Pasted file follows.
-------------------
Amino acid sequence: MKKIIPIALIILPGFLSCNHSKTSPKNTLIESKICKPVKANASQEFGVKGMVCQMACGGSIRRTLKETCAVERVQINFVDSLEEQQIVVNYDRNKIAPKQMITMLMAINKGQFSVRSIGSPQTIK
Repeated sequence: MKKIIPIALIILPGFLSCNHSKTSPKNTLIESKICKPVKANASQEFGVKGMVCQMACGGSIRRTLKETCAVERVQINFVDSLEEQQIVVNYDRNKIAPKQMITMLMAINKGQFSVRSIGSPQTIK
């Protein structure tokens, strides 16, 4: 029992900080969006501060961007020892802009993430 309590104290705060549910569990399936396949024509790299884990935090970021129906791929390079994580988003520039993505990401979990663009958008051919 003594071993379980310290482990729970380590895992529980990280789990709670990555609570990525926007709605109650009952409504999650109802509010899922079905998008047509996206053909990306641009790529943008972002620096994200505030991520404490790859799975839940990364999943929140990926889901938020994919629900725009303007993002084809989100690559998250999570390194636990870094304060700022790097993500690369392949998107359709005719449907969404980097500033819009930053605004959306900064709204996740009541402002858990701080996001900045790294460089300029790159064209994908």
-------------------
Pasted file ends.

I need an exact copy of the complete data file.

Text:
Amino acid sequence: MKKIIPIALIILPGFLSCNHSKTSPKNTLIESKICKPVKANASQEFGVKGMVCQMACGGSIRRTLKETCAVERVQINFVDSLEEQQIVVNYDRNKIAPKQMITMLMAINKGQFSVRSIGSPQTIK
Repeated sequence: MKKIIPIALIILPGFLSCNHSKTSPKNTLIESKICKPVKANASQEFGVKGMVCQMACGGSIRRTLKETCAVERVQINFVDSLEEQQIVVNYDRNKIAPKQMITMLMAINKGQFSVRSIGSPQTIK
């Protein structure tokens, strides 16, 4: 029992900080969006501060961007020892802009993430 309590104290705060549910569990399936396949024509790299884990935090970021129906791929390079994580988003520039993505990401979990663009958008051919 003594071993379980310290482990729970380590895992529980990280789990709670990555609570990525926007709605109650009952409504999650109802509010899922079905998008047509996206053909990306641009790529943008972002620096994200505030991520404490790859799975839940990364999943929140990926889901938020994919629900725009303007993002084809989100690559998250999570390194636990870094304060700022790097993500690369392949998107359709005719449907969404980097500033819009930053605004959306900064709204996740009541402002858990701080996001900045790294460089300029790159064209994908």